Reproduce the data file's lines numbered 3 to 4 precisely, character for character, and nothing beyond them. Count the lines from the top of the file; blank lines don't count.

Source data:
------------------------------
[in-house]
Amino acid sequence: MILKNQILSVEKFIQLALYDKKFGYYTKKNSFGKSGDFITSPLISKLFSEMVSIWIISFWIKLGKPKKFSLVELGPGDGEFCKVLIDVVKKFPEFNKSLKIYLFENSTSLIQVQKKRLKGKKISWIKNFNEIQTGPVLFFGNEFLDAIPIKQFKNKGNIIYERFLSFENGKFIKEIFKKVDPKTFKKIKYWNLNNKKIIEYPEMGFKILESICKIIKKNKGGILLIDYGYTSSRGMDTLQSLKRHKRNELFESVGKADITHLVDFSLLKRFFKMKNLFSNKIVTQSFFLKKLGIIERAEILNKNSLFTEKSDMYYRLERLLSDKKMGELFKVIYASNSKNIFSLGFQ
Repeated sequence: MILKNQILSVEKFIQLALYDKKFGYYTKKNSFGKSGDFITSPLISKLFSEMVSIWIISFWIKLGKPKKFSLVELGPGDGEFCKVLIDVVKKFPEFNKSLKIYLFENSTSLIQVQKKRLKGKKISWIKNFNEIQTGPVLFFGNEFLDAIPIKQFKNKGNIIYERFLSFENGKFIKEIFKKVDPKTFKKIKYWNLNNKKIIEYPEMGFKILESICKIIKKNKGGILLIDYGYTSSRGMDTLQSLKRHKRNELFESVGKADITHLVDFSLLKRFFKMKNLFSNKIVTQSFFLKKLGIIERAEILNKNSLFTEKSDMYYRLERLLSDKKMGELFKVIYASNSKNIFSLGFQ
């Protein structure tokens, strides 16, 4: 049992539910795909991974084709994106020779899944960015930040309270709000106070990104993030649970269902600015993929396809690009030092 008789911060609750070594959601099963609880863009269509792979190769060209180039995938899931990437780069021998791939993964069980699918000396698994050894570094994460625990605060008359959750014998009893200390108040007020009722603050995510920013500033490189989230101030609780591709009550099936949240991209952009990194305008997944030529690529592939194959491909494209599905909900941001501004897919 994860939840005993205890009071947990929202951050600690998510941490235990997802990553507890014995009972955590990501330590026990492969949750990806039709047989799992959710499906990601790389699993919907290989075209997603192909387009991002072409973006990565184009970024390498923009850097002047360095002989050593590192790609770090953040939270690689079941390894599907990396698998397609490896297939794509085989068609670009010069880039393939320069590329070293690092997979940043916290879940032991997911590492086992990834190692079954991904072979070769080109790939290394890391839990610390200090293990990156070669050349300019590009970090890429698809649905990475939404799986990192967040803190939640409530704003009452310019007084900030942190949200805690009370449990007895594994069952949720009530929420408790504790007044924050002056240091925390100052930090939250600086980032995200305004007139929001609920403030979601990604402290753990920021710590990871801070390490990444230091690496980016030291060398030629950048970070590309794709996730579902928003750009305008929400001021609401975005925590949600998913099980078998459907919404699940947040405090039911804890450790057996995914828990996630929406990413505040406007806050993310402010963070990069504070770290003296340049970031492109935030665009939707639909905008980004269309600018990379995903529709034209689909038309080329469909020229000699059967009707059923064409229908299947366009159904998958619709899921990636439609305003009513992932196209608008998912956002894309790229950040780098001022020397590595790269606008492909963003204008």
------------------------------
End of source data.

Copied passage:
Repeated sequence: MILKNQILSVEKFIQLALYDKKFGYYTKKNSFGKSGDFITSPLISKLFSEMVSIWIISFWIKLGKPKKFSLVELGPGDGEFCKVLIDVVKKFPEFNKSLKIYLFENSTSLIQVQKKRLKGKKISWIKNFNEIQTGPVLFFGNEFLDAIPIKQFKNKGNIIYERFLSFENGKFIKEIFKKVDPKTFKKIKYWNLNNKKIIEYPEMGFKILESICKIIKKNKGGILLIDYGYTSSRGMDTLQSLKRHKRNELFESVGKADITHLVDFSLLKRFFKMKNLFSNKIVTQSFFLKKLGIIERAEILNKNSLFTEKSDMYYRLERLLSDKKMGELFKVIYASNSKNIFSLGFQ
């Protein structure tokens, strides 16, 4: 049992539910795909991974084709994106020779899944960015930040309270709000106070990104993030649970269902600015993929396809690009030092 008789911060609750070594959601099963609880863009269509792979190769060209180039995938899931990437780069021998791939993964069980699918000396698994050894570094994460625990605060008359959750014998009893200390108040007020009722603050995510920013500033490189989230101030609780591709009550099936949240991209952009990194305008997944030529690529592939194959491909494209599905909900941001501004897919 994860939840005993205890009071947990929202951050600690998510941490235990997802990553507890014995009972955590990501330590026990492969949750990806039709047989799992959710499906990601790389699993919907290989075209997603192909387009991002072409973006990565184009970024390498923009850097002047360095002989050593590192790609770090953040939270690689079941390894599907990396698998397609490896297939794509085989068609670009010069880039393939320069590329070293690092997979940043916290879940032991997911590492086992990834190692079954991904072979070769080109790939290394890391839990610390200090293990990156070669050349300019590009970090890429698809649905990475939404799986990192967040803190939640409530704003009452310019007084900030942190949200805690009370449990007895594994069952949720009530929420408790504790007044924050002056240091925390100052930090939250600086980032995200305004007139929001609920403030979601990604402290753990920021710590990871801070390490990444230091690496980016030291060398030629950048970070590309794709996730579902928003750009305008929400001021609401975005925590949600998913099980078998459907919404699940947040405090039911804890450790057996995914828990996630929406990413505040406007806050993310402010963070990069504070770290003296340049970031492109935030665009939707639909905008980004269309600018990379995903529709034209689909038309080329469909020229000699059967009707059923064409229908299947366009159904998958619709899921990636439609305003009513992932196209608008998912956002894309790229950040780098001022020397590595790269606008492909963003204008």